The step-by step approach to teaching young children how to read and write using the “basic” English alphabetic code can also help them to identify irregular spelling patterns, thus enabling them to gain confidence and a stronger underpinning knowledge of English when it comes to reading and writing. This advantage also supports second language learners who may be using English or Science textbooks in class through a CLIL based curriculum.

What About Language Comprehension and Acquisition?

Many people believe that synthetic phonics focuses on only teaching the sounds of a language. In reality the Simple View of Reading (Gough and Hoover, 1990) states that there are two skills necessary for the reading process: decoding and comprehension.

Unfortunately, these two skills do not often develop simultaneously. A child may have good decoding skills but less developed comprehension skills or vice versa. However, if a child struggles to read words on a page, how will they then be able to deduce the meaning of the text in front of them? Being able to decode words first therefore is fundamental in order to be able to understand their meaning.

Young EFL-learners often find themselves in exactly this position. They are able to decode words but meaning is lost due either to insufficient exposure to a (second) language or through a lack of vocabulary. Using a synthetic phonics approach to teaching has been recognized as an excellent way to address these difficulties.

Reading is considered to be one of the main ways we are exposed to and learn new words in any language.

(7 Steps to Raising a Bilingual Child by Naomi Steiner.)

There are many activities educators can undertake in order to support language acquisition and comprehension at home or in the classroom. For example:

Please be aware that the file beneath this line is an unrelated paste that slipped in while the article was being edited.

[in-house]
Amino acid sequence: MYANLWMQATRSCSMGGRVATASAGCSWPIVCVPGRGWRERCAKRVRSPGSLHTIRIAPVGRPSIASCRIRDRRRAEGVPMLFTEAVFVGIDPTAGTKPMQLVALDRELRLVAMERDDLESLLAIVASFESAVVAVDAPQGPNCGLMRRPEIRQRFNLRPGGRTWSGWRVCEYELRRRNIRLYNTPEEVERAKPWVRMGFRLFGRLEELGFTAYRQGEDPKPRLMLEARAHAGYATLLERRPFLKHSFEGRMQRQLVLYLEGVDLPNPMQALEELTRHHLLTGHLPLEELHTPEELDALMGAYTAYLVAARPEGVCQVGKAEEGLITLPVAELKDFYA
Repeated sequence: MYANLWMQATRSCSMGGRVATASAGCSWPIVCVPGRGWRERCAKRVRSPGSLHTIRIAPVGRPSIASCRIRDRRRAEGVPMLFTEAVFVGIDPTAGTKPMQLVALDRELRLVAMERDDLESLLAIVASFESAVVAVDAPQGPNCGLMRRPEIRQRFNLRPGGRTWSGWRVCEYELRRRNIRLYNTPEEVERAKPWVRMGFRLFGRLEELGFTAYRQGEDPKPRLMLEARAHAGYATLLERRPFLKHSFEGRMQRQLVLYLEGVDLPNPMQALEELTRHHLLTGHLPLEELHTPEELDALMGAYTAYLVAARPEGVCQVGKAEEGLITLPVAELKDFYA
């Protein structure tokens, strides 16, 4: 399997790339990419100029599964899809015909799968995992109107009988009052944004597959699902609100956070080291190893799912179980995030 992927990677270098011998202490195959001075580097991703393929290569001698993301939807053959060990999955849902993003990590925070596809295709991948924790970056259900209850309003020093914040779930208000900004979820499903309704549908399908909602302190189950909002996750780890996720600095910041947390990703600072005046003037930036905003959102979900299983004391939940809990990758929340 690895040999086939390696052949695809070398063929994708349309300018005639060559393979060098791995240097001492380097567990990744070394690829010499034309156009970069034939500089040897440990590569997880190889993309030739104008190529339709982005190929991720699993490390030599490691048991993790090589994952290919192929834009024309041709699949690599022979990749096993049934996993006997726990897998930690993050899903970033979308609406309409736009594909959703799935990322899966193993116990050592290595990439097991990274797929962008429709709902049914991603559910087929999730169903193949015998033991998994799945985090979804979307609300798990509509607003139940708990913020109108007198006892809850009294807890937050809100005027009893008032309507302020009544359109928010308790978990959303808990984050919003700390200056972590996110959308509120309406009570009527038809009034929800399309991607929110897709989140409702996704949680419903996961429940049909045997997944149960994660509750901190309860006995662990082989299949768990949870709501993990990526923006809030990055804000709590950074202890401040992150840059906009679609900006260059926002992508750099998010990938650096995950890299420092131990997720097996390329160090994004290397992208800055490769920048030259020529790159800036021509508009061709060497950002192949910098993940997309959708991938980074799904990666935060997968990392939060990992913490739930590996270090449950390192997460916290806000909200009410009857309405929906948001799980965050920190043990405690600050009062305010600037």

• Stories
  • Songs and rhymes
  • Role-play and drama
  • Poetry and chants
  • Art and craft activities

Childrens literature or storybooks

Can be appropriate for any age group from babies through to teens. By reading stories aloud on a regular basis we can give children exposure to the different sounds in a language. Vocabulary can be introduced through pictures or visual aids and “meaningless” words can be bought to life and put into context.

Researchers have also found that early exposing young (bilingual) children to stories and books has a direct and positive relationship with developing literacy skills leading to a better understanding of how languages work and of the relationships between letters and their “sounds”.

Through stories we also introduce other aspects of speech such as intonation, pronunciation and the musicality of language. We often exaggerate the gestures and facial expressions we use in order to help children understand the meaning of the words we are saying.

“ We can´t go over it, we can´t go under it, we have to go through it!”